Constipation can be a big problem not only when it affects humans but also when your dogs suffer from it. It can be indicative of digestive issues and some telltale signs are straining when trying to defecate, and hard, dry stools.
Some dogs even pass mucus when pooping. If your little friend has been showing any such signs, a question certainly running in your mind is “why my dog can’t poop, what to do?”. Well, we shall help you discover your answer in the form of some tips.
Hydration Is The Key
Adding more moisture to your little friend’s body will most likely help solve the problem. You may add low-sodium chicken broth or more water to your pet’s food.
If your dog is used to eating only dry food then it will be a good idea to offer her high-quality canned food. It will be best to find and feed her a canned version of the diet she currently is in, and if that is not available, then you can opt for any high quality canned food that your dog will not mind eating.
If you do not want to offer canned food then you can add sweet potatoes, green beans, or a little canned pumpkin to their dry food.
Get Them Active
At times, a step as simple as getting your dog active can get the bowels moving. If you see your dog is healthy enough and can exercise then you can take him for a long walk or get him involved in any other type of exercise.
Getting senior dogs involved in regular physical activities is a great way to avoid the poop problem from occurring at all.
Give A Nice Belly Massage
Though this may not sound too helpful, you should not underestimate the power of a good belly massage. Your little friend will certainly not have a problem and in fact, will only enjoy this and it may help offer results sooner than you think.
So, if your dog can’t poop, one of the easiest things to do is to give him a nice soft clockwise belly massage.
Consult Before Giving Enemas Or Laxatives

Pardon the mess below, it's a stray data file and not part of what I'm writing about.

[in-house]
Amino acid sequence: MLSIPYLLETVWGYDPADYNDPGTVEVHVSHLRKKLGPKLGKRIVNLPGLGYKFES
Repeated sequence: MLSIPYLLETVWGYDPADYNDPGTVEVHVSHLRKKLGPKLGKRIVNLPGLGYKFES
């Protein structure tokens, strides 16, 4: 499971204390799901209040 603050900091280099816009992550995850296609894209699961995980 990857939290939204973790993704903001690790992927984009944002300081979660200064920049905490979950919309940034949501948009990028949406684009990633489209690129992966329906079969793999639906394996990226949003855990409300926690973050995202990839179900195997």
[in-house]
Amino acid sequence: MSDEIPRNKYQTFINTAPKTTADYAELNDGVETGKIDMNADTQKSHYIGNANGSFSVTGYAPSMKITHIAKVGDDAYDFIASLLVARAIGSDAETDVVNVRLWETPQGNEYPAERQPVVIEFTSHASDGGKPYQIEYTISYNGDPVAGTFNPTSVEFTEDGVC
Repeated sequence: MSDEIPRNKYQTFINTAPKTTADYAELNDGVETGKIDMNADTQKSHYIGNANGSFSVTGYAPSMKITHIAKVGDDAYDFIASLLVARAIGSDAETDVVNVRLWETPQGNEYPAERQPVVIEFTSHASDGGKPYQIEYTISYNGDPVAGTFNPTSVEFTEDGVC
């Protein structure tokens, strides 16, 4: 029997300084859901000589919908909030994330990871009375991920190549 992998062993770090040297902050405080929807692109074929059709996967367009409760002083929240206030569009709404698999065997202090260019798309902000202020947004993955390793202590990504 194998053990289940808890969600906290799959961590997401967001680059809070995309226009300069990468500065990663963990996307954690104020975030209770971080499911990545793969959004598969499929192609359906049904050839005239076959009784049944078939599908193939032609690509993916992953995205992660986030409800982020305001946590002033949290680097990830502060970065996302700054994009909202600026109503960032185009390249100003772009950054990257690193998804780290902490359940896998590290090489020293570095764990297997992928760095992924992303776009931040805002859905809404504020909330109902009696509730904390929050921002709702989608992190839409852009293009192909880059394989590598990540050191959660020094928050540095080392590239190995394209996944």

Never ever give your furry friend a laxative without consulting your veterinarian. Most of them are not safe for your pets and can do more harm than good.
However, if your vet is okay with the idea he/she may suggest giving your mildly constipated dog a very gentle laxative at home before you think about making an appointment.
As far as an enema is concerned, you should never provide your dog with the same not unless your vet has suggested a particular product and has shown you how you to perform the procedure safely.
See The Vet
Even after trying these methods if your dog can’t poop within about a day, then you should see your veterinarian without delay. After performing a physical examination your vet may prescribe to have an X-ray done to find out if your dog is actually constipated and how severe the problem is.
Excess stool usually will be seen on radiographs and thus if there is any obstruction it will be easy to find that out. In case there is any other problem your vet will also be able to find that out and thus suggest a treatment plan.
Constipation, though can be a problem for your dog, is not usually difficult to cure and thus not a cause to worry. Do try these simple tips and your dog will be able to relieve himself easily, and if not, then your doctor will definitely help you out.